The Refco Scandal occurred in 2005. A man by the name of Wolfgang Flottl was the investment banker responsible. He was responsible for bad loans that cost the bank 1.75 billion US dollars. That caused the bank to almost go into default and be bailed out. The risky investments started in 1998 and were found when the scandal came to light. Mr. Flottl and several other employees went to court and were found guilty of fraud, false accounting, and breach of trust. Mr. Flottl was sentenced to 10 months in prison, while others were sentenced to almost ten years in prison. Mr. Flottl was luckier than most during the trial and sentencing.

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8. Daiwa Bank

Resona Holdings, LLC is the company behind banks such as Daiwa Bank and Asahi Bank. Daiwa Bank was opened in 1918 and was originally called Osaka Nomura Bank. It wasn’t until 1948 and after World War II that that bank was given its name of Daiwa Bank. During that time, it was a popular bank as it was one of the only banks in the area to offer an extensive amount of services such as loans, banking, and trust services. Daiwa Bank ran into some trouble in 1995 when an employed bond trader made some bad decisions in the market.

A man by the name of Toshihide Iguchi was a bond trader and the Executive Vice President for Daiwa Bank. He was based in the United States and accumulated a total of 1.1 billion dollars in losses for the company over 12 years. His first loss was in 1983 and occurred when he lost 70,000 dollars trading in Federal reserve notes. He didn’t tell anyone about the loss out of fear he’d lose his job. After years of hiding his losses, He was eventually caught in 1995. Mr. Iguchi was sentenced to 15 months in prison for concealing the losses.

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7. Soros Fund Investments

Soros Fund Management is a private investment firm located in the United States. Founded in 1970 by George Soros, Soros Fund Management specializes in hedge fund management and family investments. The company has clients all over the world and recently reported a profitable quarter. Investments for the Soros Fund include retail, transportation, energy, financial, and more.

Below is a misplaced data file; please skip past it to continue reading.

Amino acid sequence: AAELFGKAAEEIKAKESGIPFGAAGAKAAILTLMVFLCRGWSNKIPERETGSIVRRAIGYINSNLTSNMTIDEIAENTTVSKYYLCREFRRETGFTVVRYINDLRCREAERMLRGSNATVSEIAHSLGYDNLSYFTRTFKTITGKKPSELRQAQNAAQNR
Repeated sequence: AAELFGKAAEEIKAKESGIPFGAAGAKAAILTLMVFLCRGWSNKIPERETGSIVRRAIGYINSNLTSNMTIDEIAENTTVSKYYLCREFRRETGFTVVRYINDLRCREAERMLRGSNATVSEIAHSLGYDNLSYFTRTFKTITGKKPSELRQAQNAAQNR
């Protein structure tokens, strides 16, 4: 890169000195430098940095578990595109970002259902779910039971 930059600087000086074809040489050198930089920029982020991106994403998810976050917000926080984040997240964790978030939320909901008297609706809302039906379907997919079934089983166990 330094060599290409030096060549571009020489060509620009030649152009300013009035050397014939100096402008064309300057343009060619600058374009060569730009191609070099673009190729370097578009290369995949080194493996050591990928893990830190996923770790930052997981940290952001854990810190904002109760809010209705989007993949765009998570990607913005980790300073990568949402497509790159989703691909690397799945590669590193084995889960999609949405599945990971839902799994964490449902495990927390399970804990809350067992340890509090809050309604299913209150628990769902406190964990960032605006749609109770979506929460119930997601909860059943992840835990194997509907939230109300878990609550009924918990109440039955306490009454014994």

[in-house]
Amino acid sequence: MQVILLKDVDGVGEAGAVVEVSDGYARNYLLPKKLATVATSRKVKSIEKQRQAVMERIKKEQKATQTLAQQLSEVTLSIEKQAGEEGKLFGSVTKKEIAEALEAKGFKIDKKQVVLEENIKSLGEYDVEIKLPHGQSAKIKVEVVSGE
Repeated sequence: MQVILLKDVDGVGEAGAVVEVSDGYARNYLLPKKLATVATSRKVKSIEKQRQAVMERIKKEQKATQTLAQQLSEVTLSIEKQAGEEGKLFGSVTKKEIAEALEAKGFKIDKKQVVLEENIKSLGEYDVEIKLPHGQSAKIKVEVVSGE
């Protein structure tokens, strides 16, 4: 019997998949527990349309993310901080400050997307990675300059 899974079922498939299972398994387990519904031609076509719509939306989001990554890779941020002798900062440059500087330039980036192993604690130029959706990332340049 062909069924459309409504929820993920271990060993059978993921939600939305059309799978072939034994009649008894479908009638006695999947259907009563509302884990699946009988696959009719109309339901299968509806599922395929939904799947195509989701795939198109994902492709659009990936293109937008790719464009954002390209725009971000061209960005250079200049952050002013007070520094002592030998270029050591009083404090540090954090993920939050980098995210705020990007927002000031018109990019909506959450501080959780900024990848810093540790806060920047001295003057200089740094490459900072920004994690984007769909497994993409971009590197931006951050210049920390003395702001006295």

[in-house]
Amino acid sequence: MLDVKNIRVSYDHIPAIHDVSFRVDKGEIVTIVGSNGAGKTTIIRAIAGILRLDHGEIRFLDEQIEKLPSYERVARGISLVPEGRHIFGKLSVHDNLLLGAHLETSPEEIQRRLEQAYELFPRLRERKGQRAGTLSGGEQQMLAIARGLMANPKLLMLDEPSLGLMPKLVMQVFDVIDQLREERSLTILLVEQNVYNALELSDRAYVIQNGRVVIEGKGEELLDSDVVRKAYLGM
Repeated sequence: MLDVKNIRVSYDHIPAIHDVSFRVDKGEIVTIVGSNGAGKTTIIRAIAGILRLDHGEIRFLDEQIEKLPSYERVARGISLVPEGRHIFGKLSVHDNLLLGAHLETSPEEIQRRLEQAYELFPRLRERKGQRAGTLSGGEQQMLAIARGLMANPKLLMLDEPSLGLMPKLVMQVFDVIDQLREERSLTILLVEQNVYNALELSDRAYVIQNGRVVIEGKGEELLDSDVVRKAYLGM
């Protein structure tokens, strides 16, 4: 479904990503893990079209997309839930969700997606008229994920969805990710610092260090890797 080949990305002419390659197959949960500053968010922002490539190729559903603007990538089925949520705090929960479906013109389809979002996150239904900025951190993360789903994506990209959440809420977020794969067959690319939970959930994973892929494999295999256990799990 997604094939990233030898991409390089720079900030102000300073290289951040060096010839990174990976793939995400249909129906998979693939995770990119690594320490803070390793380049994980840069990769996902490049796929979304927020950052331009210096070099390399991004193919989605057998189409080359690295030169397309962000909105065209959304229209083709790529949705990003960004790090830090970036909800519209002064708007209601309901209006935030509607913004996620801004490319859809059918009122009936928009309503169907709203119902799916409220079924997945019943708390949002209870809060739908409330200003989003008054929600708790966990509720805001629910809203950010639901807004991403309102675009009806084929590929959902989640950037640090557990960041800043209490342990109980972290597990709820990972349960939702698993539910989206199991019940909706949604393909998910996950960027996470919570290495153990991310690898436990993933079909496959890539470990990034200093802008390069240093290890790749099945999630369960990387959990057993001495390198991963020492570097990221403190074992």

George Soros, the creator and owner of Soros Fund Management, is an investor, philanthropist, and billionaire who made some poor decisions for his company. Mr. Soros worked with SP 500 Futures – financial futures that allow investors to decide on stocks based on speculation. Mr. Soros chose to invest in a stock on the S&P 500 and took a massive hit. He lost a total of 800 million dollars in 1987, which was just 17 years into owning his business.

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6. Hunt Brothers

The Hunt Brothers are American billionaires and sons of a Texas oil billionaire. William, Nelson, and Lamar Hunt acquired 195 million ounces of silver one day in the early 1970s. They tried to get into the silver market numerous times to follow in their father’s footsteps. The brothers wanted to be billionaires and thought the silver would help them get what they needed to be like their father. They planned to sell the silver when the market was up. During the 1970s, the price of silver was only $6 per ounce, so they continued waiting until they saw a jump.

It wasn’t until the 1980s that silver prices jumped. The brothers invested much money into silver futures, hoping the price hike would occur. That was dangerous and led to something called Silver Thursday. You see, in March 1980, the price of silver skyrocketed, and the Hunt Brothers tried to sell everything they had, but before they could, the price dropped below what it was before. They ended up losing a billion dollars, and the ensuing panic led many investment firms, banks, and businesses to almost collapse. That led to an investigation into the Hunt Brothers. They had to sell all of their assets to pay back the investment firms.

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5. Groupe Caisse d’Epargne

Opened in 1818, the Groupe Caisse d’Epargne specializes in private banking and investments in the retail sector. This banking group has 4,700 bank branches in the country. Located in France and a popular choice for consumers, the Groupe Caisse d’Epargne is a surprising addition to our list of investments people wasted extreme amounts of money on. This banking firm has popular branches for savings accounts as well as branches specifically for investments.

A man named Boris Picano-Nacci is responsible for a 940 million dollar loss for the Groupe Caisse d’ Epargne. Mr. Picano-Nacci worked with derivatives, contracts that get their value from an underlying interest rate, asset, or index. Boris and a few other employees lost their jobs as a result of derivatives trading.